Monday, 7 May 2012

We are all story editors now

To most people I would imagine the Story Editor looks a bit pointless. For one thing, it is presented in the plainest of plain text. That's just ugly. The Story Editor, as it's name implies, is concerned with content and not fancy formatting. As shown in my previous post on Conditional Text, it can also enable the easy selection of anchored objects. But there is more, including seeing styled content at a glance, tracking changes to documents, easily viewing or adding xml tags and having footnotes appear next to their references. There are plenty of reasons to edit within the Story Editor. So, forget formatting for a moment, take a deep breath and climb onboard the Story Editor express.

In the beginning there were preferences
Just before I launch into the wonderful world of the Story Editor, it would make sense to have a look at the preferences. A general rule on preferences is that if you set them with no documents open, then this becomes a global preference which will apply to all future documents. If you set them with a document open, it will apply only to that document. With that in mind, lets hit up those prefs!

The quickest way into the preference panel is Command/Ctrl+k. Once there, you could jump straight to the Story Editor Display settings, but before doing that, just stop by at the Type Preferences. The middle section of this panel is called Drag and Drop Text Editing. This allows you to move text by highlighting and click+dragging it to a new location. It's pretty handy. However, if you find you don't like it, here is where you can turn it off. By default, it is enabled only in the Story Editor, but there is also an option to turn it on for the Layout View. With that done, lets look at the Story Editor Display preferences.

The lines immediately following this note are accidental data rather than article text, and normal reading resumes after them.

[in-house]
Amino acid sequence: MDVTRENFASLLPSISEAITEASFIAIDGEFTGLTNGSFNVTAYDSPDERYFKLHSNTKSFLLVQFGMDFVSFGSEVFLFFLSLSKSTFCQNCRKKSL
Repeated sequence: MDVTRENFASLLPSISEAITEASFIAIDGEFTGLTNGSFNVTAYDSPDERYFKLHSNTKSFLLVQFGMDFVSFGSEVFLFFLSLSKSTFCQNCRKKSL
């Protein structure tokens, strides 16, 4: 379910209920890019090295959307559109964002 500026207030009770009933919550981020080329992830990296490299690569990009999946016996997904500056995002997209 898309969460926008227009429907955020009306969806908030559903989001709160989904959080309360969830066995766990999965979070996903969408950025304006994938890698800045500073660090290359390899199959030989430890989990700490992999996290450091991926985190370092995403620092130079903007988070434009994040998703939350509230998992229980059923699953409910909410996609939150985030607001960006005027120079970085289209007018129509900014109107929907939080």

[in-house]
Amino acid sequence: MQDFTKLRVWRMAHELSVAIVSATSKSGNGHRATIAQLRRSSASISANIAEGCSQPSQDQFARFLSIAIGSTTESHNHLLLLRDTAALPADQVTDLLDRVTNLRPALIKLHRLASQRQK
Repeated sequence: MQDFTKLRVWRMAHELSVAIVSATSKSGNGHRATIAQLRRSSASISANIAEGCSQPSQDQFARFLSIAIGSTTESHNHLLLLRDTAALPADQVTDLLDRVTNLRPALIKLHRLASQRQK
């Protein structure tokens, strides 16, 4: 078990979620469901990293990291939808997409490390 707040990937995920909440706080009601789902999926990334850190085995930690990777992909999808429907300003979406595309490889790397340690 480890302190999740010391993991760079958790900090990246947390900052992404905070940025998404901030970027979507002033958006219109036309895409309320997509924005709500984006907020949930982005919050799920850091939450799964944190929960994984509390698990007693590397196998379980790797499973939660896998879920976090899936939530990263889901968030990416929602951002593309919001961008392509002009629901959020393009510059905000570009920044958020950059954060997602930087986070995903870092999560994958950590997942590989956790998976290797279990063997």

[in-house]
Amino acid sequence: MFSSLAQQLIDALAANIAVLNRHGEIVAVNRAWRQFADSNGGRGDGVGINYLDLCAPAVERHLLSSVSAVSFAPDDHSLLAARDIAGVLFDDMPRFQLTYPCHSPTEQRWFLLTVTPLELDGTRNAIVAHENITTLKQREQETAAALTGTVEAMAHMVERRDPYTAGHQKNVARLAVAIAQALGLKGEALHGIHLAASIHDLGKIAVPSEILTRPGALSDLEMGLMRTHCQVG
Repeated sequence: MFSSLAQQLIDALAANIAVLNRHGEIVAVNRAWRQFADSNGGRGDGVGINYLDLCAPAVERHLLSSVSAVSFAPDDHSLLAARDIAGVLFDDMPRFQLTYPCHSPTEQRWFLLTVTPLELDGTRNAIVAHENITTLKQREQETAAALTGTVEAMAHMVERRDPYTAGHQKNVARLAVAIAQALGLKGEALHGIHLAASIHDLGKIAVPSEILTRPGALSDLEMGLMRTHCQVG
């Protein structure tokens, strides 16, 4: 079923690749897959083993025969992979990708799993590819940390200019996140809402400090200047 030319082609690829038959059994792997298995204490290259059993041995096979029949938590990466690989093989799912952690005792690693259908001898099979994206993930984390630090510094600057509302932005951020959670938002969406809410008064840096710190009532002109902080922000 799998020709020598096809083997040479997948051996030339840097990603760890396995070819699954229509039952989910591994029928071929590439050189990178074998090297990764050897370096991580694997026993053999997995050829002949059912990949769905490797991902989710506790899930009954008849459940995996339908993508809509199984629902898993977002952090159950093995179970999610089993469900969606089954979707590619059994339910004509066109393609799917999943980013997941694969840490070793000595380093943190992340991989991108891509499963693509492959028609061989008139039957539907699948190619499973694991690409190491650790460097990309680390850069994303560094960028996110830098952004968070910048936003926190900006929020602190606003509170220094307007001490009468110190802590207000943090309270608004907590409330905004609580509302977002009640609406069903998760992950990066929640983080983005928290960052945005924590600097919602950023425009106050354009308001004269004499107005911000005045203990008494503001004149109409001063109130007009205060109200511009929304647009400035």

These, as the name suggests, effect how the Story Editor will look. The default view is fine for me personally, but you can pick font details and line spacing options to suit your taste. There are also a couple of default themes on offer which are preset combinations of font and background colours. Or you could make your own garish concoction by changing the Text Colour and Background settings yourself. The Cursor Options are something of a personal preference, assuming you like one of the four on offer that is.

With the preferences set, it's now time to open up a document and reveal the Story Editor. Shown below is my document of choice. It has Paragraph Styles applied along with anchored and non anchored images. To launch the Story Editor, either insert the cursor into a story or select a frame. Then use the shortcut Command/Ctrl+y or go to Edit>Edit in Story Editor.

With the Story Editor open, a few more options are now available in the View menu. Let's have a brief look at what they do.

The left hand column shows the name of the style applied at the beginning of each paragraph. In the example above I can easily see that the first line, 'Enter the goat', is using the Header style. Also within this column is the Vertical Depth Ruler which illustrates how the text is filling the frame. You can turn all of this information off by going to View>Story Editor>Hide Style Name Column. Or you can just turn off the Vertical Depth Ruler with View>Story Editor>Hide Depth Ruler. Also in the View>Story Editor menu is an item named Show/Hide Paragraph Marks. When set to show, lots of icons that look like this  appear in the Story Editor. As you may have guessed, their position relates to the start of a new paragraph in the story.

Footnotes keep falling on my head

I am not going to go on about it too much as I need to get back to topic at hand, but in order to demonstrate this tiny feature, I require a footnote. So a footnote I shall have.